Mews And Cul-de-Sacs
4.2.36 Role: To provide access to homes, not for use by through traffic.
4.2.37 Type of journey: The lowest-order of street should only be used by traffic with a local origin and/or destination.
4.2.38 Character: This lowest-order street should be designed so that drivers feel like guests in an environment that clearly articulates that pedestrians are prioritised. This street type is least likely to rely on standard highway engineering solutions, such as signage, to inform drivers about context. Techniques such are shared surfaces can be used to convey this message. The design of the street should limit vehicular speeds to 10 mph without the need for active traffic calming measures.
4.2.39 Public Transport: Bus services should not use the lowest order of streets.
4.2.40 Parking: On-street parking should be allowed unless there is a reason why this is not appropriate. Opportunities for casual parking that may block the carriageway should be designed out to avoid a streetscene that is dominated by parked cars.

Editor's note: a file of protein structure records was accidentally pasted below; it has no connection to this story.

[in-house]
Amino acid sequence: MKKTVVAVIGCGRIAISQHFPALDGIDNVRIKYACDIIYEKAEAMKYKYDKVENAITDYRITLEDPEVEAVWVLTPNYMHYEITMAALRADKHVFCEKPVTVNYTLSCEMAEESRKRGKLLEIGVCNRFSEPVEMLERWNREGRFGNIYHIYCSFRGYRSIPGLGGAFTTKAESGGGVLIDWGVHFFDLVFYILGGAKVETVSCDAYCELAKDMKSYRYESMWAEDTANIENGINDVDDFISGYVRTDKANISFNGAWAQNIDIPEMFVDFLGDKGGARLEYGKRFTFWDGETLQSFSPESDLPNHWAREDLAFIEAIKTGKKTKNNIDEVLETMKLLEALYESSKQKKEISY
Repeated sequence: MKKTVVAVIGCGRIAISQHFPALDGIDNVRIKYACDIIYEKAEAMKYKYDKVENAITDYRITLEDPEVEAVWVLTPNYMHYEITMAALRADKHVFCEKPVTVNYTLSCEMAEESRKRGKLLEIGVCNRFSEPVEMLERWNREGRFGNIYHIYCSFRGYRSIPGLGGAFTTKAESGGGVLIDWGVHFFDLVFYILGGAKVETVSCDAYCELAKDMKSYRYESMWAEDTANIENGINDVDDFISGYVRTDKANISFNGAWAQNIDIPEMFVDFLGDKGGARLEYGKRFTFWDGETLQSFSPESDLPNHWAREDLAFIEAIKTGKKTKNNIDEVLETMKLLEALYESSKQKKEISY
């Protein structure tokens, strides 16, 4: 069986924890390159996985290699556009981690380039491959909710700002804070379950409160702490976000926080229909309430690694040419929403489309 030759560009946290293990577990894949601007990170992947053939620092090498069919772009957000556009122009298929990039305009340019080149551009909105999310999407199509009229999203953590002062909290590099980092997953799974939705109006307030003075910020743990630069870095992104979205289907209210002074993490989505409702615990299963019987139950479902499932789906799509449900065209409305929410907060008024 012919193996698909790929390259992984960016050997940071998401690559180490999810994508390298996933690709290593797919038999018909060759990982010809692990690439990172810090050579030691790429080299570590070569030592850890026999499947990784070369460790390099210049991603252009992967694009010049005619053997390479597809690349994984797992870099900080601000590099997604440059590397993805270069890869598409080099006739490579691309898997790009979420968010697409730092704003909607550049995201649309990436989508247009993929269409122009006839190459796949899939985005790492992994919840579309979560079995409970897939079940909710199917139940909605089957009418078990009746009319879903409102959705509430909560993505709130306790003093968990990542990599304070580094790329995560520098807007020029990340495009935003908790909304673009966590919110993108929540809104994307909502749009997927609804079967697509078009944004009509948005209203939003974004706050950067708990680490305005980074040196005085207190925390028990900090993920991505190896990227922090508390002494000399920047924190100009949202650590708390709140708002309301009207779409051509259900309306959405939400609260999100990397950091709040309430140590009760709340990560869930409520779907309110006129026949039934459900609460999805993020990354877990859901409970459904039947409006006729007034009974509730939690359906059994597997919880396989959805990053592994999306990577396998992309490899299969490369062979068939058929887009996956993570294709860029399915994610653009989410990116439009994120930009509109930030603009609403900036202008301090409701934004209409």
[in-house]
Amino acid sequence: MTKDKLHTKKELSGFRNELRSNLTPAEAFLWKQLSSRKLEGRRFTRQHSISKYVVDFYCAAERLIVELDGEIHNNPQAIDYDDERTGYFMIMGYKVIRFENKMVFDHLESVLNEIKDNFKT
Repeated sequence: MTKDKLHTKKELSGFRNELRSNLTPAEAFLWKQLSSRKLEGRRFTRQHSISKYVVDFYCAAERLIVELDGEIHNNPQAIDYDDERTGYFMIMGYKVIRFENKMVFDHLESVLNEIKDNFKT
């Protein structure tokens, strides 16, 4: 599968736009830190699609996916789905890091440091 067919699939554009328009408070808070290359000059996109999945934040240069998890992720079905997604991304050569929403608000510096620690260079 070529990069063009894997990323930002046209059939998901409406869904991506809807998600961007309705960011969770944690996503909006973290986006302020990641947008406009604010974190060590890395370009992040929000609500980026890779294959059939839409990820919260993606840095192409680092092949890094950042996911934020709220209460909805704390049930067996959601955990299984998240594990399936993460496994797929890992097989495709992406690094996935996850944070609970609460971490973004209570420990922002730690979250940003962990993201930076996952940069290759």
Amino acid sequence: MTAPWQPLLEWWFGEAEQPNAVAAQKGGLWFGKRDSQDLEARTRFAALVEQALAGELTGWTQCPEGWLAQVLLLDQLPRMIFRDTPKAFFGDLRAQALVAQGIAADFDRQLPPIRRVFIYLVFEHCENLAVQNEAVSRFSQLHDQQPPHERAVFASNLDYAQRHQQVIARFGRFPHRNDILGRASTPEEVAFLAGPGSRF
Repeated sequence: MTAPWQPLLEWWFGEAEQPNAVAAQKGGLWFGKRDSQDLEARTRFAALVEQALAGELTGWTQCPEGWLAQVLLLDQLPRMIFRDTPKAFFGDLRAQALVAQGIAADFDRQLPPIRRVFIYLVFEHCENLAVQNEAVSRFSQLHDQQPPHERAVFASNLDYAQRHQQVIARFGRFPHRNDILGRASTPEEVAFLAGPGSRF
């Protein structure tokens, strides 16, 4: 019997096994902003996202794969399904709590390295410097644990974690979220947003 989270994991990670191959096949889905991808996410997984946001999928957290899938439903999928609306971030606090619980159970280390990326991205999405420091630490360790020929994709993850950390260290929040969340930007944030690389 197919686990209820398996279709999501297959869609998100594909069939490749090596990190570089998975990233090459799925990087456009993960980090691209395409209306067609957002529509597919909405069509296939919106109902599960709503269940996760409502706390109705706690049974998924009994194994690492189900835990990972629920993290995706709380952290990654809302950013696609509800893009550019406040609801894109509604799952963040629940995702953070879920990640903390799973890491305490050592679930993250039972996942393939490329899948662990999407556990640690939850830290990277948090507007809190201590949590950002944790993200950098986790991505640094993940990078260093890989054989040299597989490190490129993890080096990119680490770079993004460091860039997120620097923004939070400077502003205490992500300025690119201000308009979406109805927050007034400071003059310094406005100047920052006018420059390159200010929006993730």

4.2.41 Other Design Requirements: Tree planting can be used to help define spaces within the street.
Figure 4.15: An example of an informal, shared surface, mews - Newhall, Harlow
Figure 4.16: An example of an informal, shared surface space - Old Harlow
Figure 4.17: Diagram illustrating Mews within hierarchy
4.2.42 Street furniture such as lighting, benches and refuse bins should be located within a clearly defined furniture zone at the kerbside of the footway, thereby maintaining a pedestrian movement zone free from obstructions.